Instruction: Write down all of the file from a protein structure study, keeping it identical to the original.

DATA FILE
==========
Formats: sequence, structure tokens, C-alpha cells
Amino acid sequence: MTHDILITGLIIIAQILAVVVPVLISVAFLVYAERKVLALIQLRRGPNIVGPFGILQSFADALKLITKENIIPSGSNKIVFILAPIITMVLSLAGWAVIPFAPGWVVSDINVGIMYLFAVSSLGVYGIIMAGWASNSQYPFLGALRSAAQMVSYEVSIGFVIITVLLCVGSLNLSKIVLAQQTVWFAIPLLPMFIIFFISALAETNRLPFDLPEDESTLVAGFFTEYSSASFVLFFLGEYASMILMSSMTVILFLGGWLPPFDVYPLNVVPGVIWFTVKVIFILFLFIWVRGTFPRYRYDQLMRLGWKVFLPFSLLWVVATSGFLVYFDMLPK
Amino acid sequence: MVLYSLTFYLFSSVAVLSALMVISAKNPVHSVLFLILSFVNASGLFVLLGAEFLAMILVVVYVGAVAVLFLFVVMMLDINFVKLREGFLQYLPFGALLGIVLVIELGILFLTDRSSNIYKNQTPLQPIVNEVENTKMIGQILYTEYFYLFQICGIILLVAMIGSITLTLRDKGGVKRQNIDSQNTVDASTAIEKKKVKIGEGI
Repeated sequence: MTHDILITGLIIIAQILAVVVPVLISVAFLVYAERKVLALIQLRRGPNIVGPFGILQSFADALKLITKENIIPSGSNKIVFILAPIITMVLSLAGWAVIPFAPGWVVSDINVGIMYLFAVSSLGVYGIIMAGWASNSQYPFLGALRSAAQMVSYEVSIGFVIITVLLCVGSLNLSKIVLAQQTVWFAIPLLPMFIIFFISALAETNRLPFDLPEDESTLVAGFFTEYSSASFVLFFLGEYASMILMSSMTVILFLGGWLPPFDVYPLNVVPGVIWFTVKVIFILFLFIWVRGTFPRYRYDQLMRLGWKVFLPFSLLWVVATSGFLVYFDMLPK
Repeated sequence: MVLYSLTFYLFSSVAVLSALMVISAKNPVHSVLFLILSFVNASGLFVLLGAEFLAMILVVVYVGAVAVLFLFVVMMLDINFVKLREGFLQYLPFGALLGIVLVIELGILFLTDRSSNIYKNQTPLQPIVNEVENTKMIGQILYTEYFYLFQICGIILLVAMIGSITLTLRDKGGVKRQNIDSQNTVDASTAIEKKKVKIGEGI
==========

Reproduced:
Formats: sequence, structure tokens, C-alpha cells
Amino acid sequence: MTHDILITGLIIIAQILAVVVPVLISVAFLVYAERKVLALIQLRRGPNIVGPFGILQSFADALKLITKENIIPSGSNKIVFILAPIITMVLSLAGWAVIPFAPGWVVSDINVGIMYLFAVSSLGVYGIIMAGWASNSQYPFLGALRSAAQMVSYEVSIGFVIITVLLCVGSLNLSKIVLAQQTVWFAIPLLPMFIIFFISALAETNRLPFDLPEDESTLVAGFFTEYSSASFVLFFLGEYASMILMSSMTVILFLGGWLPPFDVYPLNVVPGVIWFTVKVIFILFLFIWVRGTFPRYRYDQLMRLGWKVFLPFSLLWVVATSGFLVYFDMLPK
Amino acid sequence: MVLYSLTFYLFSSVAVLSALMVISAKNPVHSVLFLILSFVNASGLFVLLGAEFLAMILVVVYVGAVAVLFLFVVMMLDINFVKLREGFLQYLPFGALLGIVLVIELGILFLTDRSSNIYKNQTPLQPIVNEVENTKMIGQILYTEYFYLFQICGIILLVAMIGSITLTLRDKGGVKRQNIDSQNTVDASTAIEKKKVKIGEGI
Repeated sequence: MTHDILITGLIIIAQILAVVVPVLISVAFLVYAERKVLALIQLRRGPNIVGPFGILQSFADALKLITKENIIPSGSNKIVFILAPIITMVLSLAGWAVIPFAPGWVVSDINVGIMYLFAVSSLGVYGIIMAGWASNSQYPFLGALRSAAQMVSYEVSIGFVIITVLLCVGSLNLSKIVLAQQTVWFAIPLLPMFIIFFISALAETNRLPFDLPEDESTLVAGFFTEYSSASFVLFFLGEYASMILMSSMTVILFLGGWLPPFDVYPLNVVPGVIWFTVKVIFILFLFIWVRGTFPRYRYDQLMRLGWKVFLPFSLLWVVATSGFLVYFDMLPK
Repeated sequence: MVLYSLTFYLFSSVAVLSALMVISAKNPVHSVLFLILSFVNASGLFVLLGAEFLAMILVVVYVGAVAVLFLFVVMMLDINFVKLREGFLQYLPFGALLGIVLVIELGILFLTDRSSNIYKNQTPLQPIVNEVENTKMIGQILYTEYFYLFQICGIILLVAMIGSITLTLRDKGGVKRQNIDSQNTVDASTAIEKKKVKIGEGI